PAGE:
10. Does your partner hit walls, drive dangerously, or do other things to scare you? He constantly drives dangerously even though it scares Bella. See #9 above for the walls.

11. Does your partner often drink or use drugs? Ironically, he drinks blood but I'll give this one a pass because that is not a bad thing in his case.

12. Does your partner insist that you drink or use drugs with him? Again, no he doesn't. So far four out of twelve are no's.

13. Have you lost friends or no longer see some of your family because of your partner? I'm guessing that a character that is fairly minor in this novel is going to become more important and will probably end up being forced from her life even though he is far less dangerous to Bella as far as I can tell. If anything, he's dangerous to Edward so naturally this other guy is going to have to leave her life.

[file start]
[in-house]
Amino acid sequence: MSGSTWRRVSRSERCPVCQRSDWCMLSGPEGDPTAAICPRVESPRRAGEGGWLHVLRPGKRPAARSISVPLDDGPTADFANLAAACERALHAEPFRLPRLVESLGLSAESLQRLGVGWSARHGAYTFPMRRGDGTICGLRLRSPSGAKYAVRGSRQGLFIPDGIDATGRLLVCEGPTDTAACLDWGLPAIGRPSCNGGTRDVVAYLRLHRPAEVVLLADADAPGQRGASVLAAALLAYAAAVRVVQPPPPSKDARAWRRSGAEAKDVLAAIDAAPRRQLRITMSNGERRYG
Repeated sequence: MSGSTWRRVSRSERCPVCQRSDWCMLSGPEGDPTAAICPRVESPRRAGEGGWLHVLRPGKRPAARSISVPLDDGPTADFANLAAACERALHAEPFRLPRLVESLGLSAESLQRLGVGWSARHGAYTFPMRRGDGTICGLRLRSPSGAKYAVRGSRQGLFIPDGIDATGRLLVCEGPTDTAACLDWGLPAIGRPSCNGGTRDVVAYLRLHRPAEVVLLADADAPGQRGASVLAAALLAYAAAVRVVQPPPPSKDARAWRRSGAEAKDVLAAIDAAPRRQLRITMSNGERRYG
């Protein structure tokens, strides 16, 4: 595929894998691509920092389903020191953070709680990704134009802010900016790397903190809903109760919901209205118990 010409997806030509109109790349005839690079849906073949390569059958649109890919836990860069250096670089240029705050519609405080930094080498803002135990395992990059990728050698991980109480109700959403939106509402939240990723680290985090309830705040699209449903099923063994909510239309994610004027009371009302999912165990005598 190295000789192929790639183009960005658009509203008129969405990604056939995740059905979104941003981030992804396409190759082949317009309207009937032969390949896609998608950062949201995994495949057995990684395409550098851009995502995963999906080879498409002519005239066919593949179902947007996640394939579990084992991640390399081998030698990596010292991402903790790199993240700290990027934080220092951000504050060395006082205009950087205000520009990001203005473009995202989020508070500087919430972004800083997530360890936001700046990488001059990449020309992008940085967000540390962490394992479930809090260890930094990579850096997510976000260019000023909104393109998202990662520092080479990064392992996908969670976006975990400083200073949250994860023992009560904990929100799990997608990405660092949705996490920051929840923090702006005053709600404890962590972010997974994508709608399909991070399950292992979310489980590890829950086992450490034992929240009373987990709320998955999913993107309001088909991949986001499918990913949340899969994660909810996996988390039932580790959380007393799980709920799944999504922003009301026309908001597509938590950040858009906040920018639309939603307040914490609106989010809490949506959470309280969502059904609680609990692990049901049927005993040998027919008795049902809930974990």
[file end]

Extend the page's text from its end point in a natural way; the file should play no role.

14. Does your partner accuse you of being interested in someone else? There's a scene early on where he is reading the minds of those around her to find out if she is interested in the long list of boys who find her adorable.

15. Does your partner read your mail, go through your purse, or other personal papers? He knows where she keeps the keys to her truck, her house, and watches her while she's asleep. So far as I know, she doesn't keep a diary but I see no reason to believe he woudn't read it if he had a chance.

16. Does your partner keep money from you, keep you in debt, or have "money secrets?" I am removing this from the list. It is not relevant because they do not live together.